• A&TFK by SP – YA romance. General grump here. I think I was the wrong audience, but hey, tell your characters to quit whining already. You’re in Paris. That’s not too bad. Enjoy it already.
  • F by MRC – could you be more depressing? a druggie kills a kid and goes to prison? Why did I read this? My fault here, I should have expected it to be bleak.
  • Y by CK – thriller. This book does nothing by glorify stalking. It is disturbing and horrible. Why is this rated so highly? And why are some readers defending him? He’s a stalker, abusive, and a murderer. There’s no defense.

Those were my 1 star reads of the year. I may end up with more. Did you guess any of them? All of them? Some weren’t too hard.

Year in Review, Part 1

I gotta say, I’m not sad to see 2016 go! What a year it’s been. Like a lot of people, it’s been a hard year. The only highlight, and it is a really big one, is that I got a new daughter-in-law.
bench

Will and Brittany, September 2017

But to get back to the books, it’s time for a look back at the best and the worst. Today I’ll review my worst books of 2016, the ones that miss their mark, the ones that are disappointing, the ones that are just plain horrible.

So Much Talk Award

You know the whole “Show Don’t Tell” adage? It’s not always, always true, but when you’ve got a whole book of telling and telling, and practically nothing happens, it’s really time to move on. Plus it was an audiobook, so it stretched the talk out even further. This one goes to The September Society by Charles Finch. Another hint that this is a stinker: the author named his main character after himself.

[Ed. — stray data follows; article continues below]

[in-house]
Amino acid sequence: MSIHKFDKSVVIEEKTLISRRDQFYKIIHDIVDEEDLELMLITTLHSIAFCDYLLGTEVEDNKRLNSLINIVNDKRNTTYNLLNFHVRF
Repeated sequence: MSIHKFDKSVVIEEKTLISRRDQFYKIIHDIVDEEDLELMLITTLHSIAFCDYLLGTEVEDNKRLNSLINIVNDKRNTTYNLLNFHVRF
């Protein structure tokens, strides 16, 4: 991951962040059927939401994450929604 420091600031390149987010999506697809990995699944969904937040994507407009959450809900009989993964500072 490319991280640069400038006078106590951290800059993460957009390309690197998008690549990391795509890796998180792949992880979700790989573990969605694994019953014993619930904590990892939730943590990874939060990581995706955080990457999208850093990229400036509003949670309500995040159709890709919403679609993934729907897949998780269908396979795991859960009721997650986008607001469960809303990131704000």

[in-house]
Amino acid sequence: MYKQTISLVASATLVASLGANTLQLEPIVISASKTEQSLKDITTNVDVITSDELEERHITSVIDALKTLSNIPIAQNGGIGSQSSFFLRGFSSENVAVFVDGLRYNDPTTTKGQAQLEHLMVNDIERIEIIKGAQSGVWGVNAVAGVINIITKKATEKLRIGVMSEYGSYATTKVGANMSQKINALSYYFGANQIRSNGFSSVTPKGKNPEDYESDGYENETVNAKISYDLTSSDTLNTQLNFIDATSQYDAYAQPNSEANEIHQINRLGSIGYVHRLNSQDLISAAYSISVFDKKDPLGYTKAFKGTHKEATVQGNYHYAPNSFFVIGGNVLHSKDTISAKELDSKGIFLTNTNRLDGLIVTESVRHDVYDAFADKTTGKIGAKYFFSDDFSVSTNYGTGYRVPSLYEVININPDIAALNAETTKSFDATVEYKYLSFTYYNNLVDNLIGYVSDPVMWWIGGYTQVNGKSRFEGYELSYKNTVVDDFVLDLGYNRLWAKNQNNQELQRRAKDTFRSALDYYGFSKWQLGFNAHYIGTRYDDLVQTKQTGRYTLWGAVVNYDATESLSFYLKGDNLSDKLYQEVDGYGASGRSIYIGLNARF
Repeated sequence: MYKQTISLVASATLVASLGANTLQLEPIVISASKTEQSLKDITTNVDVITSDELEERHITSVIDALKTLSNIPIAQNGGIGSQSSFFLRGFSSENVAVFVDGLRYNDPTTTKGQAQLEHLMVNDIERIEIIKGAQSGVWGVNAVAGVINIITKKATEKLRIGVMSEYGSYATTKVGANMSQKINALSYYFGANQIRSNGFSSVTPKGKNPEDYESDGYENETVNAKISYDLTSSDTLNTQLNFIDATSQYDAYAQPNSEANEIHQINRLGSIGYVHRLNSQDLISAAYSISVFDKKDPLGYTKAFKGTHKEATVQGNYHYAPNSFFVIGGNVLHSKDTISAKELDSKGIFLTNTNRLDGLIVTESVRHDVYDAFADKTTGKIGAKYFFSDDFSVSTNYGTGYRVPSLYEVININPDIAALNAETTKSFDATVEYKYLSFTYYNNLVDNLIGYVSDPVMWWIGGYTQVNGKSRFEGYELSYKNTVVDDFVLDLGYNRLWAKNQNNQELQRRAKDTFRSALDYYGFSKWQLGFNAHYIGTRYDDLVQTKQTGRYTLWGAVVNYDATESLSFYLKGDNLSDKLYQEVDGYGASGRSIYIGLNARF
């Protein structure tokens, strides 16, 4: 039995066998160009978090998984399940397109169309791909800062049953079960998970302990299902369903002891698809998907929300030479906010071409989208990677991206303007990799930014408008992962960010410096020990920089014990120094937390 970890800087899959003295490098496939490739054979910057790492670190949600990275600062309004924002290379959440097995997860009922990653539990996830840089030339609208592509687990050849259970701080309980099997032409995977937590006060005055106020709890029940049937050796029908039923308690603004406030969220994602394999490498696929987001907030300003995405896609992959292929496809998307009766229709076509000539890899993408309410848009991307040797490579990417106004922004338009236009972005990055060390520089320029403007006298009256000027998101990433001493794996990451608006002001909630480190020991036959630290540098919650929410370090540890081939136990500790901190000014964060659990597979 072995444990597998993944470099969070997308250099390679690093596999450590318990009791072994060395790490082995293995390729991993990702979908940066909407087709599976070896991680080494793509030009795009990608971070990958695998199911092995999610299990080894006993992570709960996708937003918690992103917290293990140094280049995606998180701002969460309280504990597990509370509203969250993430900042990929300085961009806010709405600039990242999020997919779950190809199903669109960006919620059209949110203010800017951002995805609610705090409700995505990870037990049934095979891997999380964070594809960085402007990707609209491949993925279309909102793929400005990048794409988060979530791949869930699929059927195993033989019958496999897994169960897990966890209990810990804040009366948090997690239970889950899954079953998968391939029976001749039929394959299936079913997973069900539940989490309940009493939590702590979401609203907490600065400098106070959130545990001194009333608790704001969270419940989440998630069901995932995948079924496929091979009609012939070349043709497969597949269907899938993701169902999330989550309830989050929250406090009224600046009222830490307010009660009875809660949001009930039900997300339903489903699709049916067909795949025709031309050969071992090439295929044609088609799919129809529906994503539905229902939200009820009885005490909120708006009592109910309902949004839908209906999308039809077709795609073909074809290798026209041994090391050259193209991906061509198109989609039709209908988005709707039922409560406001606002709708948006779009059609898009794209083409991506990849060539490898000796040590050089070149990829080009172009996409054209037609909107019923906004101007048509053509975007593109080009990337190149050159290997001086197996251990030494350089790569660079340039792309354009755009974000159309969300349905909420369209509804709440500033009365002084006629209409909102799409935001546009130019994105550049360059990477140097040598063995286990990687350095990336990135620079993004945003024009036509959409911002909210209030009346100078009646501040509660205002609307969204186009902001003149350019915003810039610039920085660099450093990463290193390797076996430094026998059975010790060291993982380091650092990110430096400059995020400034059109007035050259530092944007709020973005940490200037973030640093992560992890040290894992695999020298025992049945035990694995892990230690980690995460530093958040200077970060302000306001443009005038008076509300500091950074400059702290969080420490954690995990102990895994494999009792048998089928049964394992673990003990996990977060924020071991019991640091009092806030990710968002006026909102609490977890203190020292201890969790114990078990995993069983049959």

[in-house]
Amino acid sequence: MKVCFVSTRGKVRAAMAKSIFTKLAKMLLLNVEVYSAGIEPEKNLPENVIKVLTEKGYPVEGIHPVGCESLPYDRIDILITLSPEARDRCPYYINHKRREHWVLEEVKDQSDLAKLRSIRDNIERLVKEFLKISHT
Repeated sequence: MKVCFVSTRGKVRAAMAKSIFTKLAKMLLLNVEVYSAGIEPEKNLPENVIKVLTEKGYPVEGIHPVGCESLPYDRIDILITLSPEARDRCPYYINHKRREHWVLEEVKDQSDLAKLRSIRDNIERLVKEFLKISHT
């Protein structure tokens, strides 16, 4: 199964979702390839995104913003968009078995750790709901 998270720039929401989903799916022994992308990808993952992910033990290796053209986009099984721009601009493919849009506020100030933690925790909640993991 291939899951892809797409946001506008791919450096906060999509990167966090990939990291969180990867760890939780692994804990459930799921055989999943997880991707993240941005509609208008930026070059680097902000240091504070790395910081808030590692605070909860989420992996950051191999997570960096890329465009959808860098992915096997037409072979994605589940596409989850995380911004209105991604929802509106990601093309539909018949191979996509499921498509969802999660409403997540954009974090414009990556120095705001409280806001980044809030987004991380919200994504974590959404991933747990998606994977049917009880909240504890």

Boot the Reboot

I’m awarding this one to two Jane Austen reboots. The one I actually finished, Eligible by Curtis Sittinfield, was a modern version of Pride and Prejudice. Set in Cincinnati. About a dad with, you know, 5 daughters. He lives on his “investments” and the girls live off him. Mostly – Jane is a yoga instructor and Liz is a writer. However, the redo is both offensive and boring. Bingley is a reality show star, Jane is pregnant via IVF, Lydia’s bad beau is transgender, and Darcy & Liz jump in bed together with practically no build up. I applaud the effort to bring this story into the 21st century, but I hate it when queer issues are seen as and ‘edgy’ plot point.